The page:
PINELLAS PARK, Fla. — 1,000 signatures and counting. Homeowners are fighting a proposal to bring more apartments to an area they say is already “choked by traffic” in Pinellas Park.
Barbara Tierney lives in the Lakes Community and says traffic at U.S. 19 and Mainlands Boulevard is getting worse and worse.
“The traffic is going to be just crazy," Tierney said, speaking about a plan to add more apartments within a few blocks of her home.
Residents of the Mainlands of Tamarac and The Lakes Community say turning onto U.S. 19 from their homes requires patience.
“It will take, sometimes, 2-3 lights to get out. You could wait 7 minutes to just to get out of our community," George Filiau, a Mainlands of Tamarac resident, added.
Traffic is already unbearable, according to residents in the 55+ communities, and that's why they’re fuming as eight new apartment communities start to take shape within blocks of their front doors.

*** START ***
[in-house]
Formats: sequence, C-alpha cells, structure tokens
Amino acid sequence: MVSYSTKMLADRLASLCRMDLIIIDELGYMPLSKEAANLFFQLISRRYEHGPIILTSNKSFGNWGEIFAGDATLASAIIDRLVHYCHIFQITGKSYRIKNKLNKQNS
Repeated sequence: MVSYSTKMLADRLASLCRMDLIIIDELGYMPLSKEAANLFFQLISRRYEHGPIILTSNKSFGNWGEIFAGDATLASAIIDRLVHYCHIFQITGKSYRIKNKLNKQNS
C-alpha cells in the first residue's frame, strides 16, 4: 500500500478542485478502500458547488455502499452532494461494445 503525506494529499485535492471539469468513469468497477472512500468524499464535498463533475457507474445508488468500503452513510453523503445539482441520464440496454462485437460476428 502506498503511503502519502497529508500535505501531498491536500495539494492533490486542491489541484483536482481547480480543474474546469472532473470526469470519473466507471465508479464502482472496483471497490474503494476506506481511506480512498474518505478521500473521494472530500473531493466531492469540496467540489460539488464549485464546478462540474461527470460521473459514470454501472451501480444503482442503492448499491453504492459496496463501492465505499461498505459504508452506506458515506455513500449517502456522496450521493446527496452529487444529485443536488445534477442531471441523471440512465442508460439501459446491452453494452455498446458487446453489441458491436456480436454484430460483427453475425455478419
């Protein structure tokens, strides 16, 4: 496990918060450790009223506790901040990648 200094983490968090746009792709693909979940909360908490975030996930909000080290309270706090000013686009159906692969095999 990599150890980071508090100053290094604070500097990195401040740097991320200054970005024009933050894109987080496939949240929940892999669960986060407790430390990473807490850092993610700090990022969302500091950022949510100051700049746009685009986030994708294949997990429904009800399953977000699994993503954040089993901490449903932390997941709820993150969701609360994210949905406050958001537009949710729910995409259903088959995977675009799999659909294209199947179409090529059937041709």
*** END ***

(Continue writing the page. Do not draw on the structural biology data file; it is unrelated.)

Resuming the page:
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Joanna Sands started a petition to put a moratorium on new apartments within a few miles of their community.
“All of these people are moving in within a mile of us here in Mainlands; and it’s oppressive,” Sands elaborated.
Residents are particularly interested in fending off a 239-unit apartment planned in the wooded area next to Calvary Chapel Church at 8900 U.S. 19 North. Developer Belleair Development Group approached the church with an offer to buy the land and turn it into an apartment community, which will also have workforce units available at a lower rental rate.
Carlos Yepes is the developer for that project.
“We think it’s a definite improvement to the community what we’re doing,” Yepes explained.
Yepes doesn’t believe traffic will be much of an issue once the apartment building construction gets underway. That’s because FDOT is planning to build overpasses in the area in 2022, as part of the new Gateway Express Project, bringing an expected 15% reduction in traffic as more drivers bypass the U.S. 19 and Mainlands intersection.
“Which is about when we’ll be finished building the apartments,” Yepes added.
Nearby homeowners also worry about the impact on the area’s infrastructure as hundreds move in. The church site also includes an area of wetlands which the developer will have to address.
“We don’t want more apartments. We’d like to see other things built,” Sand added.
With 900 people on average moving to Florida every day, according to the US Census Bureau, developers like Yepes say new apartments are more in demand than ever.
City leaders will hear arguments on both sides at a council meeting on March 26.